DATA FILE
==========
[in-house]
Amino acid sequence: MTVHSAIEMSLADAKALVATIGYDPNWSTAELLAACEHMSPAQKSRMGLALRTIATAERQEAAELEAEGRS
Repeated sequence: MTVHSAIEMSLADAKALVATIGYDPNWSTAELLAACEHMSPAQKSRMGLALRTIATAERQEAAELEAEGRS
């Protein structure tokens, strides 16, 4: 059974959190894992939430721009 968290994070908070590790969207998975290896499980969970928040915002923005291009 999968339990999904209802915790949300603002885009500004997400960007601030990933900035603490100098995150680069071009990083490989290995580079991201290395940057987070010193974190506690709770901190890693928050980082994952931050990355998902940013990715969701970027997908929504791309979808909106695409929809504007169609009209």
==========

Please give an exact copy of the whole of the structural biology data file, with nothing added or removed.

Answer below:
[in-house]
Amino acid sequence: MTVHSAIEMSLADAKALVATIGYDPNWSTAELLAACEHMSPAQKSRMGLALRTIATAERQEAAELEAEGRS
Repeated sequence: MTVHSAIEMSLADAKALVATIGYDPNWSTAELLAACEHMSPAQKSRMGLALRTIATAERQEAAELEAEGRS
């Protein structure tokens, strides 16, 4: 059974959190894992939430721009 968290994070908070590790969207998975290896499980969970928040915002923005291009 999968339990999904209802915790949300603002885009500004997400960007601030990933900035603490100098995150680069071009990083490989290995580079991201290395940057987070010193974190506690709770901190890693928050980082994952931050990355998902940013990715969701970027997908929504791309979808909106695409929809504007169609009209």